With a knack for bringing inanimate objects to life, Los Angeles–based multimedia artist Neil Mendoza knows a thing or two about leveraging modern digital and mechanical technologies to his advantage.
While previous projects include programming an orchestra of sixteen knives to perform the Bee Gees’ 1977 hit Stayin’ Alive and repurposing discarded mobile phones as robotic birds, his latest is perhaps the most useful – if you’re a hamster that is.
With his ‘Hamster Powered Hamster Drawing Machine’, the artist finally brings workout–powered selfies to the animal kingdom with a little bit of DIY ingenuity and a Raspberry Pi.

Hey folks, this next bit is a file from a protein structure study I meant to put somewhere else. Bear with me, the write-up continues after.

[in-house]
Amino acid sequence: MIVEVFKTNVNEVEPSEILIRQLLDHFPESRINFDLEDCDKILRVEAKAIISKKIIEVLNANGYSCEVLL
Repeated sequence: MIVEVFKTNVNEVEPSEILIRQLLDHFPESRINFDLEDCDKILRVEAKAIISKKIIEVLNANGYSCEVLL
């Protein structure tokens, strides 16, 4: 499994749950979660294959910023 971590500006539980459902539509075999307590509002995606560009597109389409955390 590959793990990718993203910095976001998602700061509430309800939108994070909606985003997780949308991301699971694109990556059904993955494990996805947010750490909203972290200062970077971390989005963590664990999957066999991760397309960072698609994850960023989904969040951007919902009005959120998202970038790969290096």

Starting with a simulation of the machine created in openFrameworks and Box2D, Mendoza exported the large cams as vector files and CNC milled them from plywood. He then milled the drawing arms and two aluminum circles with a groove in each for a roller chain that sits on sprockets around the edges of a back part of the machine.
“The hamster is displayed on a small LCD screen connected to a Raspberry Pi hidden behind the screen,” explains Mendoza. “The Raspberry Pi is running software written in openFrameworks that sends ASCII commands to an Applied Motion STM23IP-3EE stepper motor over ethernet to control its speed.”
As far as we know, no hamsters were harmed in the making of this drawing machine.